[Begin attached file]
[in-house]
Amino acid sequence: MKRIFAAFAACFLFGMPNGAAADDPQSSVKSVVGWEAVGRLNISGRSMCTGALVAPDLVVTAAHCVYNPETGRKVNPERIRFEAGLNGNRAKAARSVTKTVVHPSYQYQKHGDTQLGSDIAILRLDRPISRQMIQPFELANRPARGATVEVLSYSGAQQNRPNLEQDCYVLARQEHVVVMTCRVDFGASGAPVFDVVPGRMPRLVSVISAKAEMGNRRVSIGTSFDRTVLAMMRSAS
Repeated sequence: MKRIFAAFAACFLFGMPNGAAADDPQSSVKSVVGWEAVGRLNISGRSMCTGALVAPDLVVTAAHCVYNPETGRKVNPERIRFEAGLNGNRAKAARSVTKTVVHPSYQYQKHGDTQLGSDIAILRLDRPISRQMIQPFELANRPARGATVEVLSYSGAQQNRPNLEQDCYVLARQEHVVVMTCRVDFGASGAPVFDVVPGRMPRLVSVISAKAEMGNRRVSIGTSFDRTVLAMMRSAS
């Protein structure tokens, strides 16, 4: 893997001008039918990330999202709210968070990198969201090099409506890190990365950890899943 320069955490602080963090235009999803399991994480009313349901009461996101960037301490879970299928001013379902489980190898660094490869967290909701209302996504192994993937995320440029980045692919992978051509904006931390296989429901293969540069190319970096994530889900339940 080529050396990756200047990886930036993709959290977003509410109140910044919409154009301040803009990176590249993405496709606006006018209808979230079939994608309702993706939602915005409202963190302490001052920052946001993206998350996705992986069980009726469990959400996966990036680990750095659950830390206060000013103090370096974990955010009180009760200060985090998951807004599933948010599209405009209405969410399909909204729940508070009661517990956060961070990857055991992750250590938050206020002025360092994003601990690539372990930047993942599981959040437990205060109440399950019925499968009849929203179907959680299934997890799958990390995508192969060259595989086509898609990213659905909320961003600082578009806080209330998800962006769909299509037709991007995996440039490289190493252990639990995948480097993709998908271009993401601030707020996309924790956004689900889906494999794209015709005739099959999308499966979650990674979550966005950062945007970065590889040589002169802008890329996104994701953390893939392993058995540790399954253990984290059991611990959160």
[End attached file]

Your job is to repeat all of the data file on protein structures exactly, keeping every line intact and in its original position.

[in-house]
Amino acid sequence: MKRIFAAFAACFLFGMPNGAAADDPQSSVKSVVGWEAVGRLNISGRSMCTGALVAPDLVVTAAHCVYNPETGRKVNPERIRFEAGLNGNRAKAARSVTKTVVHPSYQYQKHGDTQLGSDIAILRLDRPISRQMIQPFELANRPARGATVEVLSYSGAQQNRPNLEQDCYVLARQEHVVVMTCRVDFGASGAPVFDVVPGRMPRLVSVISAKAEMGNRRVSIGTSFDRTVLAMMRSAS
Repeated sequence: MKRIFAAFAACFLFGMPNGAAADDPQSSVKSVVGWEAVGRLNISGRSMCTGALVAPDLVVTAAHCVYNPETGRKVNPERIRFEAGLNGNRAKAARSVTKTVVHPSYQYQKHGDTQLGSDIAILRLDRPISRQMIQPFELANRPARGATVEVLSYSGAQQNRPNLEQDCYVLARQEHVVVMTCRVDFGASGAPVFDVVPGRMPRLVSVISAKAEMGNRRVSIGTSFDRTVLAMMRSAS
């Protein structure tokens, strides 16, 4: 893997001008039918990330999202709210968070990198969201090099409506890190990365950890899943 320069955490602080963090235009999803399991994480009313349901009461996101960037301490879970299928001013379902489980190898660094490869967290909701209302996504192994993937995320440029980045692919992978051509904006931390296989429901293969540069190319970096994530889900339940 080529050396990756200047990886930036993709959290977003509410109140910044919409154009301040803009990176590249993405496709606006006018209808979230079939994608309702993706939602915005409202963190302490001052920052946001993206998350996705992986069980009726469990959400996966990036680990750095659950830390206060000013103090370096974990955010009180009760200060985090998951807004599933948010599209405009209405969410399909909204729940508070009661517990956060961070990857055991992750250590938050206020002025360092994003601990690539372990930047993942599981959040437990205060109440399950019925499968009849929203179907959680299934997890799958990390995508192969060259595989086509898609990213659905909320961003600082578009806080209330998800962006769909299509037709991007995996440039490289190493252990639990995948480097993709998908271009993401601030707020996309924790956004689900889906494999794209015709005739099959999308499966979650990674979550966005950062945007970065590889040589002169802008890329996104994701953390893939392993058995540790399954253990984290059991611990959160």